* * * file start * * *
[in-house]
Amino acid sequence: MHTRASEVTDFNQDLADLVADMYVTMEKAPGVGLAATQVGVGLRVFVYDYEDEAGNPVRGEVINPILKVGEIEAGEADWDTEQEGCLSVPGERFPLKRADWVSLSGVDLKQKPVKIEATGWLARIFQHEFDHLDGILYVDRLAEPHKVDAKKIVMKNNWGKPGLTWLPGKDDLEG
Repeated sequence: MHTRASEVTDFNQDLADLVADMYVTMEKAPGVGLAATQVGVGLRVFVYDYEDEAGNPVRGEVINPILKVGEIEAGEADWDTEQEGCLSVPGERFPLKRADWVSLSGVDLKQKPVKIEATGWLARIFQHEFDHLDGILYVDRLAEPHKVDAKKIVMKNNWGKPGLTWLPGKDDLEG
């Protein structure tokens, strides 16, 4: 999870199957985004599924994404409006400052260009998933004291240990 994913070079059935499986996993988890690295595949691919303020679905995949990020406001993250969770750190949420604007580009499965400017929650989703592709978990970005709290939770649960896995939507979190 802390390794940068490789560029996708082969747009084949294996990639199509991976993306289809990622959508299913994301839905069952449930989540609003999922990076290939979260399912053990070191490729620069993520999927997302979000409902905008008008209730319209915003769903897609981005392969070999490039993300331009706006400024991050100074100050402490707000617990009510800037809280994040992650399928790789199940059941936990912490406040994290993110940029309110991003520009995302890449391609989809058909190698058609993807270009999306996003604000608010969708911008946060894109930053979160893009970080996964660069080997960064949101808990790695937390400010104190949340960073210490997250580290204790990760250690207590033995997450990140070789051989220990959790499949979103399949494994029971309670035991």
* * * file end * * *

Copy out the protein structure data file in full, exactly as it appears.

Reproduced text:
[in-house]
Amino acid sequence: MHTRASEVTDFNQDLADLVADMYVTMEKAPGVGLAATQVGVGLRVFVYDYEDEAGNPVRGEVINPILKVGEIEAGEADWDTEQEGCLSVPGERFPLKRADWVSLSGVDLKQKPVKIEATGWLARIFQHEFDHLDGILYVDRLAEPHKVDAKKIVMKNNWGKPGLTWLPGKDDLEG
Repeated sequence: MHTRASEVTDFNQDLADLVADMYVTMEKAPGVGLAATQVGVGLRVFVYDYEDEAGNPVRGEVINPILKVGEIEAGEADWDTEQEGCLSVPGERFPLKRADWVSLSGVDLKQKPVKIEATGWLARIFQHEFDHLDGILYVDRLAEPHKVDAKKIVMKNNWGKPGLTWLPGKDDLEG
């Protein structure tokens, strides 16, 4: 999870199957985004599924994404409006400052260009998933004291240990 994913070079059935499986996993988890690295595949691919303020679905995949990020406001993250969770750190949420604007580009499965400017929650989703592709978990970005709290939770649960896995939507979190 802390390794940068490789560029996708082969747009084949294996990639199509991976993306289809990622959508299913994301839905069952449930989540609003999922990076290939979260399912053990070191490729620069993520999927997302979000409902905008008008209730319209915003769903897609981005392969070999490039993300331009706006400024991050100074100050402490707000617990009510800037809280994040992650399928790789199940059941936990912490406040994290993110940029309110991003520009995302890449391609989809058909190698058609993807270009999306996003604000608010969708911008946060894109930053979160893009970080996964660069080997960064949101808990790695937390400010104190949340960073210490997250580290204790990760250690207590033995997450990140070789051989220990959790499949979103399949494994029971309670035991």